The Metro New Orleans Demographic Project
examines changing population trends in the New
Orleans metro area in the post–Second World
War era, and documents dramatic shifts in city-suburb
development and racial composition.
The Louisiana Grand Jury Project undertakes
statistical analysis of grand jury race and gender
composition in association with criminal defense
The Community Information Clearinghouse
provides a publicly accessible, Web-searchable
information clearinghouse and online digital library
of research, projects, programs, and service activities
in the areas of urban development and transformation,
disaster and recovery, race, poverty, and inequality.
The Center for Public Service (CPS) is the key entity
facilitating Tulane students’ community engagement.
Although Tulane has long incorporated service learning
into its academic program, CPS has substantially expanded
and reinvigorated service learning at Tulane. In response
to the devastating effects of Hurricane Katrina and
its aftermath, Tulane implemented a two-tiered academic
public service graduation requirement. This requirement
is overseen by the center and aims to create socially
responsible and civically engaged leaders.
Through the public service requirement and other programs,
the center aims to forge a reciprocal relationship between
the university and the community. In this model, faculty
members create learning environments that enable their
students to fulfill community-identified needs. Service
activities vary in scope and allow students to participate
in enacting policy on both the governmental and grassroots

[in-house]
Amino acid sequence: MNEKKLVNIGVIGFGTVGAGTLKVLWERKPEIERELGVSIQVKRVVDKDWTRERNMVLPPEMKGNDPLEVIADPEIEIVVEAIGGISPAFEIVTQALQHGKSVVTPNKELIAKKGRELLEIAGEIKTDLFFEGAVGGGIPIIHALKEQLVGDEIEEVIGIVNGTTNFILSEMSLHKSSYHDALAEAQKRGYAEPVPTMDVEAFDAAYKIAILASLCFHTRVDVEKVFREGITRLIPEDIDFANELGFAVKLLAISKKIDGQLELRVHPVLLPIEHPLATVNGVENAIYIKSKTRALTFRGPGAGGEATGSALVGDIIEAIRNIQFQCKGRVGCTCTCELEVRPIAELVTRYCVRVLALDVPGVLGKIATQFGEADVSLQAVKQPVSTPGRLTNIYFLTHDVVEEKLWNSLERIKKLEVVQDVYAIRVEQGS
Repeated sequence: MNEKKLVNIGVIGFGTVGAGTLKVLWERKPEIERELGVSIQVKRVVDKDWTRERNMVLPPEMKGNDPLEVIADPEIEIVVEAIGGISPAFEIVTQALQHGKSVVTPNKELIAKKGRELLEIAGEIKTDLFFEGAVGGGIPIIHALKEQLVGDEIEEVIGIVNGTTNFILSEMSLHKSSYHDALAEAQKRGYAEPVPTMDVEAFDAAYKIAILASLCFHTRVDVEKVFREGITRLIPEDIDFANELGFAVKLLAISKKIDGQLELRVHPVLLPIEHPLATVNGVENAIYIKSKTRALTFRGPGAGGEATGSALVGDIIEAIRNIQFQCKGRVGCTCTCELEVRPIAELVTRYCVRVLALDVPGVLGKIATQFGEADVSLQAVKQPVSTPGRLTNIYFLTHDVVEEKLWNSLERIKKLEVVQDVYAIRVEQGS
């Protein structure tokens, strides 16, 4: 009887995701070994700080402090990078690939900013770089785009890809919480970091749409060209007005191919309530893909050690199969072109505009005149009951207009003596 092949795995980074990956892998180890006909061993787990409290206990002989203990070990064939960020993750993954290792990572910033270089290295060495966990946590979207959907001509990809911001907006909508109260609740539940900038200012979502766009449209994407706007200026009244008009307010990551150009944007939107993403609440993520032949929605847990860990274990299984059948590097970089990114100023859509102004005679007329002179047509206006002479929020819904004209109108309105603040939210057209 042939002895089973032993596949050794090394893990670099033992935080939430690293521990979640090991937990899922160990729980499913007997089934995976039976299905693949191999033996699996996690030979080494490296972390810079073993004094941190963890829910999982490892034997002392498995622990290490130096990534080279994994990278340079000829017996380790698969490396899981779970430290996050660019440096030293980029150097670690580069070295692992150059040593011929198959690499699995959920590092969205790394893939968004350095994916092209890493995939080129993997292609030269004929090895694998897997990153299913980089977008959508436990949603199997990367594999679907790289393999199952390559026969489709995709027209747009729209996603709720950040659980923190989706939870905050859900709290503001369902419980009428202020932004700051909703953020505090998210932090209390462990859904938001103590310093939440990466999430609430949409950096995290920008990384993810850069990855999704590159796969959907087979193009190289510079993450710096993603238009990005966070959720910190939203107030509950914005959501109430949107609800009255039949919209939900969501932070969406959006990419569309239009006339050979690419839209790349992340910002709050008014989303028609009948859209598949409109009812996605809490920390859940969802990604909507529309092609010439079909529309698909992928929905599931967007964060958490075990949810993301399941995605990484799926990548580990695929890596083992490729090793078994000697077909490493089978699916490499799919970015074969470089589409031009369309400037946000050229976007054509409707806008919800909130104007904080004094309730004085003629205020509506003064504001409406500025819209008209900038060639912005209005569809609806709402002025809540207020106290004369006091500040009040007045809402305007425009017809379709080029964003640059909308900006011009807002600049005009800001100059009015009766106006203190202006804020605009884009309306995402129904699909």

Combating Racism and Poverty in All Contexts
Created with initial support from the Ford Foundation,
the Institute for the Study of Race and Poverty (ISRP)
promotes equity for all citizens in the greater New
Orleans community. The institute establishes mechanisms
for reducing racial tension, creates pathways for reconciliation,
and supports community coalition building.
ISRP provides tools for transforming racially and ethnically
divided communities by establishing grassroots and ivory-tower
partnerships in research, education, policy, and advocacy.
The institute’s research projects identify public
policies and institutional practices that perpetuate
social stratification. In response to this research,
ISRP advances policies and practices that promote fairness,
equity, and opportunity for marginalized individuals
and groups. Through programs such as community forums
on multiracial coalition building, ISRP educates community
members in strategies to reach equity.
Linking Action and Research for Transformative
With support from the John D. and Catherine T. MacArthur
Foundation, Tulane created the Partnership for the Transformation
of Urban Communities (PTUC). This network for integrating
community-based research activities spans Tulane’s
ten schools and colleges and expands and synergizes
the Tulane/Xavier/Dillard/Loyola interuniversity consortium.
Drawing on the expertise of the university’s
entire faculty, especially faculty members in the School
of Architecture, the School of Social Work, and the
social sciences in the School of Liberal Arts, PTUC’s
mission is to address the challenges of building healthy
and sustainable cities through unique interdisciplinary
research initiatives and educational programs. Toward
that end, it seeks partnerships with other institutions
committed to developing a greater understanding of the
consequences of Katrina and ameliorating the problems
highlighted in its aftermath.
Tulane’s three institutional initiatives intersect
to enhance common goals, facilitating student, faculty,
and staff collaboration and involvement in the community.
Together, they encourage civic engagement informed by
an understanding of the historical and contemporary
dynamics of inequality in segregated southern urban
communities such as New Orleans. Their programs and
practices provide Tulane students and faculty with the
tools they need to promote social justice in our treasured
city, in the surrounding communities, and in the world